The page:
The Space Shuttle Atlantis landed back at Cape Canaveral on Thursday at 5.57am, heralding the end of NASA’s 30 year shuttle programme.
It has been NASA’s longest running space flight programme and in the words of Commander Christopher Ferguson ‘After serving the world for over 30 years, the space shuttle has earned its place in history. And it’s come to a final stop.”
Only 12 people have walked on the Moon – all of them American, and so it is only through these handful of astronauts that we can glean any real information as to the atmospheric conditions up there. Apollo 17 astronaut, Gene Cernan gives us an insight to the mysterious smell of moondust. You might be wondering how he could smell the moons surface as they were fully covered in their lunar spacesuits, but the trouble with moondust is that it suffers from a terrible case of static cling (bit like my hair actually!). This I am informed is due to the solar winds constantly bombarding it with electrons. Therefore, after every moonwalk, although the astronauts did their best to remove the dust, it was trampled back inside the lander on their boots and also on their helmets and gloves.
Once the helmets and gloves were taken off, the astronauts could feel, taste and smell the moon. It apparently feels soft like snow but has an abrasive quality, and the smell is akin to burnt gunpowder. All the astronauts are in agreement with the smell, and are all very specific that it is like burnt gunpowder not the unfired variety. Curiously, back on Earth, moondust has no smell whatsoever. There are a few theories as to why this might be as follows…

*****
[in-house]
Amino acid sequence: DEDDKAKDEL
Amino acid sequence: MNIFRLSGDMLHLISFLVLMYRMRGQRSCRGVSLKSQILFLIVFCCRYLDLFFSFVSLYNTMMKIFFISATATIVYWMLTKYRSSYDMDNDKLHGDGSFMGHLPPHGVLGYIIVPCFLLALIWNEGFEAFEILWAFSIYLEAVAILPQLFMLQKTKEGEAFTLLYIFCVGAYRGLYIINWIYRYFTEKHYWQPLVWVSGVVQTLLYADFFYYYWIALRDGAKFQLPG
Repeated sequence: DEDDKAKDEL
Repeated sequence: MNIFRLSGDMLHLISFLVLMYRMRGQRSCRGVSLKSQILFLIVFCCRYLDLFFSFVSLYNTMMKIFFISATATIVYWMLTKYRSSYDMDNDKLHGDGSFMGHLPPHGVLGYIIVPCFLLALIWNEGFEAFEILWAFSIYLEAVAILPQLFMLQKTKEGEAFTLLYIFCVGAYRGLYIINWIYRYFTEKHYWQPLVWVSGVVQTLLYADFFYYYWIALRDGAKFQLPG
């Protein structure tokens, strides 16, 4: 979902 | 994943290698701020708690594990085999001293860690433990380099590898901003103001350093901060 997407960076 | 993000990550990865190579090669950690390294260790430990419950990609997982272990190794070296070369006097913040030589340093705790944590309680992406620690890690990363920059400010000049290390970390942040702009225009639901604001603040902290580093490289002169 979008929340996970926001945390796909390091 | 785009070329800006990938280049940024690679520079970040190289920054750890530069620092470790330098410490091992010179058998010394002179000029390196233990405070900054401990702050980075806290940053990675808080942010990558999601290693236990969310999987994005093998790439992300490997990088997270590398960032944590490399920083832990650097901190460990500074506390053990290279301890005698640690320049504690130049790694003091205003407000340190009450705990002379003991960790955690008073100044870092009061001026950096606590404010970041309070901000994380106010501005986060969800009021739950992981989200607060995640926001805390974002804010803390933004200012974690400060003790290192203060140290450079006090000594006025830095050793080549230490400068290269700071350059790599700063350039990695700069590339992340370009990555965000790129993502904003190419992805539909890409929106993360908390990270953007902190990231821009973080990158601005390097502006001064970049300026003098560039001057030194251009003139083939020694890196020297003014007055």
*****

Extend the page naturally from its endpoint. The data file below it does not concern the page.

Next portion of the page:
The moon is akin to a 4 billion year old desert, incredibly dry. Once the moondust came into contact with the moist air inside the lunar module it began to give off odour in a similar way to the the smell that we get here as the first big splats of rain hit the pavement after a hot dry spell.
Another theory is that the the smell comes from the evaporation of gases caused by the solar winds once in contact with moist air.
There is yet another theory that oxygen when combined with the chemicals in the moondust could create oxidation which, although too slow for smoke or flames, could produce a burnt aroma.
So, if any of these theories apply then the samples brought back for study would already have been ‘pacified’, and any smelly chemical reactions therefore, would have ended long ago.
Nasa plans to send people back to the moon in 2018, and hopefully we will be able to discover more about the smell of the moon. In the meantime, whilst researching moon information I came across this recipe for your own home made moon oil….have fun
MAGIC MOON OIL
13 drops of sandalwood oil
9 drops of vanilla extract
3 drops of jasmine oil
1 drop of rose oil
Mix oils together prior to the next full moon and then place on a windowsill in a clear container overnight in the light of the moon. This captures the energy of the moon. Use to anoint yourself or in an oil burner when you feel that you need a burst of moon energy…and of course dont forget to let me know how you get on with all your newfound energy!